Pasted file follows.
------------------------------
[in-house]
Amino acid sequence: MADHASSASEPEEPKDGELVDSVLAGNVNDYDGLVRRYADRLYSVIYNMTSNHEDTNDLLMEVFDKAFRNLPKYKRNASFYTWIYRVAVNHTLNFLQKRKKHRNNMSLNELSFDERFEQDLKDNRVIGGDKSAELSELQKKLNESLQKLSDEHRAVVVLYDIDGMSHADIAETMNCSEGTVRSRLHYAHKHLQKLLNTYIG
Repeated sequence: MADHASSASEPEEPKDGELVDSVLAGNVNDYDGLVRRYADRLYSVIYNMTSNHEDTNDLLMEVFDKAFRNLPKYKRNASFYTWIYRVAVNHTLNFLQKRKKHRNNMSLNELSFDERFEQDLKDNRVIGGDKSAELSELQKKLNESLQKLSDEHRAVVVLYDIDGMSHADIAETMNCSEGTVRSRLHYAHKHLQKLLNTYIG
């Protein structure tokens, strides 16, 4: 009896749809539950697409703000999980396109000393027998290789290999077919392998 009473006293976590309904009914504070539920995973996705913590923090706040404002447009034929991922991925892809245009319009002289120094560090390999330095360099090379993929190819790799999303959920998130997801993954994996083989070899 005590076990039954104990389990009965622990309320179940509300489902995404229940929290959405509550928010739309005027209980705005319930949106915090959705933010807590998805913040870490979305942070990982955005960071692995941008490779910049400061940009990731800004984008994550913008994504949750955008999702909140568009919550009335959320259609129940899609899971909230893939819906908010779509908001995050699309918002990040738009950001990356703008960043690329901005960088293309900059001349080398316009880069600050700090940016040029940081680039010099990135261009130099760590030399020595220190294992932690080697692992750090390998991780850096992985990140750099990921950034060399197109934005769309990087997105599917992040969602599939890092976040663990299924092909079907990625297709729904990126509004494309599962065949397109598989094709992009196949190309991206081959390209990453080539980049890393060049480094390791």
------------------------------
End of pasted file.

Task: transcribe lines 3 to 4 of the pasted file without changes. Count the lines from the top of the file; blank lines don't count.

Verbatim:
Repeated sequence: MADHASSASEPEEPKDGELVDSVLAGNVNDYDGLVRRYADRLYSVIYNMTSNHEDTNDLLMEVFDKAFRNLPKYKRNASFYTWIYRVAVNHTLNFLQKRKKHRNNMSLNELSFDERFEQDLKDNRVIGGDKSAELSELQKKLNESLQKLSDEHRAVVVLYDIDGMSHADIAETMNCSEGTVRSRLHYAHKHLQKLLNTYIG
């Protein structure tokens, strides 16, 4: 009896749809539950697409703000999980396109000393027998290789290999077919392998 009473006293976590309904009914504070539920995973996705913590923090706040404002447009034929991922991925892809245009319009002289120094560090390999330095360099090379993929190819790799999303959920998130997801993954994996083989070899 005590076990039954104990389990009965622990309320179940509300489902995404229940929290959405509550928010739309005027209980705005319930949106915090959705933010807590998805913040870490979305942070990982955005960071692995941008490779910049400061940009990731800004984008994550913008994504949750955008999702909140568009919550009335959320259609129940899609899971909230893939819906908010779509908001995050699309918002990040738009950001990356703008960043690329901005960088293309900059001349080398316009880069600050700090940016040029940081680039010099990135261009130099760590030399020595220190294992932690080697692992750090390998991780850096992985990140750099990921950034060399197109934005769309990087997105599917992040969602599939890092976040663990299924092909079907990625297709729904990126509004494309599962065949397109598989094709992009196949190309991206081959390209990453080539980049890393060049480094390791």